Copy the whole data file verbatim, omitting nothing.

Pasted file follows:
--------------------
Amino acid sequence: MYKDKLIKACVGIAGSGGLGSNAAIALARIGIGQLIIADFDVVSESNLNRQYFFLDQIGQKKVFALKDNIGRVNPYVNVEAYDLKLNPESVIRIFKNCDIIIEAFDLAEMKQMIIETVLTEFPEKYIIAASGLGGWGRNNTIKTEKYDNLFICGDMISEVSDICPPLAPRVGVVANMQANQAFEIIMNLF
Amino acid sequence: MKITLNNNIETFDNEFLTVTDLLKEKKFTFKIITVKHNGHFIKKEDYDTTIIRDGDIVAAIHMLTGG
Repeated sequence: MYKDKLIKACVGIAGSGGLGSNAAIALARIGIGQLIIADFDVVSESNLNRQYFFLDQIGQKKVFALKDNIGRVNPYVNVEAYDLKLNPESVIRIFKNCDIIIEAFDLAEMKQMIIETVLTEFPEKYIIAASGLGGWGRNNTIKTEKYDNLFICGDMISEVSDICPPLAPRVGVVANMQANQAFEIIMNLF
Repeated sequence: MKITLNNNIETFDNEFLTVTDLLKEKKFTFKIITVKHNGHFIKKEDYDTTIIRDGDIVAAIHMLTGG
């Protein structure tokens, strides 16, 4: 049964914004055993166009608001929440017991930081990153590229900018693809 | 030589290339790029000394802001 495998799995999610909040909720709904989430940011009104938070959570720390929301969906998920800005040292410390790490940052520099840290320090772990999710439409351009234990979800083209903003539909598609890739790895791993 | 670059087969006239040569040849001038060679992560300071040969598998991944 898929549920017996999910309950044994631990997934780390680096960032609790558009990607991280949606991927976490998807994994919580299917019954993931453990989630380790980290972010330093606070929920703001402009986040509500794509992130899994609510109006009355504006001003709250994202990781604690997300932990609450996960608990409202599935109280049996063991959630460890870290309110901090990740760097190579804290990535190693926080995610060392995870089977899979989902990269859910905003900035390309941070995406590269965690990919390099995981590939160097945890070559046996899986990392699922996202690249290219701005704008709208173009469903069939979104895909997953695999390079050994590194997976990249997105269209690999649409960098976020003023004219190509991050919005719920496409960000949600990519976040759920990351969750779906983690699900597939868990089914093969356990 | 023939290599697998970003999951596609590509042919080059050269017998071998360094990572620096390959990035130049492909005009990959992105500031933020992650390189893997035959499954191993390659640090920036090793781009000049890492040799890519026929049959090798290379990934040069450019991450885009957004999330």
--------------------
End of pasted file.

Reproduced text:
Amino acid sequence: MYKDKLIKACVGIAGSGGLGSNAAIALARIGIGQLIIADFDVVSESNLNRQYFFLDQIGQKKVFALKDNIGRVNPYVNVEAYDLKLNPESVIRIFKNCDIIIEAFDLAEMKQMIIETVLTEFPEKYIIAASGLGGWGRNNTIKTEKYDNLFICGDMISEVSDICPPLAPRVGVVANMQANQAFEIIMNLF
Amino acid sequence: MKITLNNNIETFDNEFLTVTDLLKEKKFTFKIITVKHNGHFIKKEDYDTTIIRDGDIVAAIHMLTGG
Repeated sequence: MYKDKLIKACVGIAGSGGLGSNAAIALARIGIGQLIIADFDVVSESNLNRQYFFLDQIGQKKVFALKDNIGRVNPYVNVEAYDLKLNPESVIRIFKNCDIIIEAFDLAEMKQMIIETVLTEFPEKYIIAASGLGGWGRNNTIKTEKYDNLFICGDMISEVSDICPPLAPRVGVVANMQANQAFEIIMNLF
Repeated sequence: MKITLNNNIETFDNEFLTVTDLLKEKKFTFKIITVKHNGHFIKKEDYDTTIIRDGDIVAAIHMLTGG
């Protein structure tokens, strides 16, 4: 049964914004055993166009608001929440017991930081990153590229900018693809 | 030589290339790029000394802001 495998799995999610909040909720709904989430940011009104938070959570720390929301969906998920800005040292410390790490940052520099840290320090772990999710439409351009234990979800083209903003539909598609890739790895791993 | 670059087969006239040569040849001038060679992560300071040969598998991944 898929549920017996999910309950044994631990997934780390680096960032609790558009990607991280949606991927976490998807994994919580299917019954993931453990989630380790980290972010330093606070929920703001402009986040509500794509992130899994609510109006009355504006001003709250994202990781604690997300932990609450996960608990409202599935109280049996063991959630460890870290309110901090990740760097190579804290990535190693926080995610060392995870089977899979989902990269859910905003900035390309941070995406590269965690990919390099995981590939160097945890070559046996899986990392699922996202690249290219701005704008709208173009469903069939979104895909997953695999390079050994590194997976990249997105269209690999649409960098976020003023004219190509991050919005719920496409960000949600990519976040759920990351969750779906983690699900597939868990089914093969356990 | 023939290599697998970003999951596609590509042919080059050269017998071998360094990572620096390959990035130049492909005009990959992105500031933020992650390189893997035959499954191993390659640090920036090793781009000049890492040799890519026929049959090798290379990934040069450019991450885009957004999330």